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It’s emotionally regressive too (as all the musically progressive genres of the last decade – rap, oceanic rock, Noise – have been): hence the infantilism of ravers sucking on dummies, or bubblegum chart hits like “A Trip To Trumpton”, “Sesame’s Treet”, The Prodigy’s “Charly”. But then Virilio reminds us that “child-society frequently utilises turnings, spinning around, disequilibrium. It looks for sensations of vertigo and disorder as sources of pleasure”. He cites Jacques-Henri Lartigue’s childhood game of spinning round and round, in order to create “a dizziness that reduced [the] environment to a sort of luminous chaos”.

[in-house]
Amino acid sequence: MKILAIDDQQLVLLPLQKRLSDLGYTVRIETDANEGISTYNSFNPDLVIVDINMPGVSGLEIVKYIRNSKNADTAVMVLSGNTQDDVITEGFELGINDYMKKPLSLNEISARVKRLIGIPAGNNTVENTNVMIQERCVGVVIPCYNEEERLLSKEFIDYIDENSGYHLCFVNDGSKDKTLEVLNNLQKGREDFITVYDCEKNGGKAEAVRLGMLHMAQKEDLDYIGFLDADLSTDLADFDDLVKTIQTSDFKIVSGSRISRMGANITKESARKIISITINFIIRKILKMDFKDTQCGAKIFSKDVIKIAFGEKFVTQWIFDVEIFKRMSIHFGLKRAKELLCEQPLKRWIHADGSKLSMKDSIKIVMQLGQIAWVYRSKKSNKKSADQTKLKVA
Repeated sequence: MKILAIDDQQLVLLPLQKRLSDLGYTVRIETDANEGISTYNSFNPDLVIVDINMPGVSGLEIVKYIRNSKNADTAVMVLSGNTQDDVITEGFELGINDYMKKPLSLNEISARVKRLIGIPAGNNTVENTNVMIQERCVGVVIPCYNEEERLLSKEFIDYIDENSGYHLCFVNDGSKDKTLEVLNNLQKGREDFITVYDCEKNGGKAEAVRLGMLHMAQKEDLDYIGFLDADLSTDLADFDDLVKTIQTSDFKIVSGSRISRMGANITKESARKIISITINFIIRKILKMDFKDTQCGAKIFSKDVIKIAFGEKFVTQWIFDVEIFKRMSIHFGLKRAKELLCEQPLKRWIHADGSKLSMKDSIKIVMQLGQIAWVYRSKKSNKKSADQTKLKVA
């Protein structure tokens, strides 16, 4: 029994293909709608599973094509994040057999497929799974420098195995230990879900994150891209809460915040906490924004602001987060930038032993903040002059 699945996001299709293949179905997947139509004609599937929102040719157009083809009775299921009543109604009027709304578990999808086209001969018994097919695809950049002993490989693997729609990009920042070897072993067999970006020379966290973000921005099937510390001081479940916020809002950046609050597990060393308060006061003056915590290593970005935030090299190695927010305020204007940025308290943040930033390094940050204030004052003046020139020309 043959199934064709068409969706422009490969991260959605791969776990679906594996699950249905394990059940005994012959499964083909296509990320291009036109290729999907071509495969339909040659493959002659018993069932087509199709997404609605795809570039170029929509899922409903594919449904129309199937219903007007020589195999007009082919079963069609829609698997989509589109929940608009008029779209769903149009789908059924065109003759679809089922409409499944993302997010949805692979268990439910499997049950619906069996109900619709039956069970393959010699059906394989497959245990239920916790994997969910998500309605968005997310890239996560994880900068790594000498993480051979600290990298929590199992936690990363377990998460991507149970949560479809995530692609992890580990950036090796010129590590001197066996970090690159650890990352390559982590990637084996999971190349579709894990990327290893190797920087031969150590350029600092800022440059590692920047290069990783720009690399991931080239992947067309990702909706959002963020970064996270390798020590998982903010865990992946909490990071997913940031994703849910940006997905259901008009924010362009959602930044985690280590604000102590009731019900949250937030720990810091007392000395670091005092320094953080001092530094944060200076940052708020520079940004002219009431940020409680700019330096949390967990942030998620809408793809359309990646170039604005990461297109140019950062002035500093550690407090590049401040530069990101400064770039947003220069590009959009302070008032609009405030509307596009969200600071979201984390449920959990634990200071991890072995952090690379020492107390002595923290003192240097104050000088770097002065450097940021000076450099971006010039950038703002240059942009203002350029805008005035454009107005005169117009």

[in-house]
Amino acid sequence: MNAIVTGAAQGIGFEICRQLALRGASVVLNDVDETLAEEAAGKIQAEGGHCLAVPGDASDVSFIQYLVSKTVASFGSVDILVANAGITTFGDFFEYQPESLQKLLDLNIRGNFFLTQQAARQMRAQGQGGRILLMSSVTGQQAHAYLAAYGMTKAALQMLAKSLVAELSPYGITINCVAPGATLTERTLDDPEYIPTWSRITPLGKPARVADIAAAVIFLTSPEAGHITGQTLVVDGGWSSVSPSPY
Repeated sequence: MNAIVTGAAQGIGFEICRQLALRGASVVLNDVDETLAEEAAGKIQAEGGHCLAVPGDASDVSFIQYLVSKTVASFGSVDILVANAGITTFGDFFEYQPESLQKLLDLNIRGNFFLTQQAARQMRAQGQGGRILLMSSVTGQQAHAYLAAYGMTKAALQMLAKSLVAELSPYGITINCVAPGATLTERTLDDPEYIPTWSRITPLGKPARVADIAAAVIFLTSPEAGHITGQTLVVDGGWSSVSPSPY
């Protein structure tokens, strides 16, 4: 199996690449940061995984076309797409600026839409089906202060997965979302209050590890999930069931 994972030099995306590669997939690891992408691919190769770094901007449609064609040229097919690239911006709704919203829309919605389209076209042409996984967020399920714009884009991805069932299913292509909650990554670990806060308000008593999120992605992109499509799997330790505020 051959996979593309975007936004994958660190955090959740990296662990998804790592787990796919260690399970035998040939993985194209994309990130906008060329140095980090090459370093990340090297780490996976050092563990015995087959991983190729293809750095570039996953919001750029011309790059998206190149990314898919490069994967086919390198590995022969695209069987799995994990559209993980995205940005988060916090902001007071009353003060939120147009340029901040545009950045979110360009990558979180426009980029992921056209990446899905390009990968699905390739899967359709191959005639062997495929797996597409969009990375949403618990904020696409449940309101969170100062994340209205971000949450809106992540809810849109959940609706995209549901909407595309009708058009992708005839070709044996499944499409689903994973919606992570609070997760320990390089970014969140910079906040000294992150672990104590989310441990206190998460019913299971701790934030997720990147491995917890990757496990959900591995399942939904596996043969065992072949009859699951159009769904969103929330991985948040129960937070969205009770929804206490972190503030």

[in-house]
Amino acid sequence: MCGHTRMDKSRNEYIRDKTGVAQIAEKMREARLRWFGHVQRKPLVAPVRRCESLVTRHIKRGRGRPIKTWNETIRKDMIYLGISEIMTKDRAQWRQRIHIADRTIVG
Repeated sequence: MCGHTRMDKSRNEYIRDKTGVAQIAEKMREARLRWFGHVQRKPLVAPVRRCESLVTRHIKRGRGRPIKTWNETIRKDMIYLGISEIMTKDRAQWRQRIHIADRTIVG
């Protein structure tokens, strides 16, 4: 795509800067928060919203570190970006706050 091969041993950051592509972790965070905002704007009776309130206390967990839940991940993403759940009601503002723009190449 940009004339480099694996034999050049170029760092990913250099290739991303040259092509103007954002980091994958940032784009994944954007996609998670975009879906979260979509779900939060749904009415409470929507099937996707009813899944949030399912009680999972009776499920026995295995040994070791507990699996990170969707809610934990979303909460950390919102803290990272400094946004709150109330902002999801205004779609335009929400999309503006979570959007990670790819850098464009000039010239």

Virilio’s book is a jeremiad about an emergent culture based around ‘picnolepsy’, his term for frequent, incredibly brief ruptures in consciousness. ‘Picnolepsy’ is a take on epilepsy, which Webster’s defines as a disorder “marked by disturbed electrical rhythms of the central nervous system and typically manifested by convulsive attacks usually with clouding of consciousness [my italics]”. Epilepsy was a sacred malady for the Greeks. Ardkore is poised somewhere on the brink between picnolepsy and epilepsy. We all know how strobes (the staple of rave lightshows) can cause convulsions. Ardkore is the aural analogue of a strobe, a sequence of frozen stop-gap soundbites that have been artificially re-animated with E-lectricity.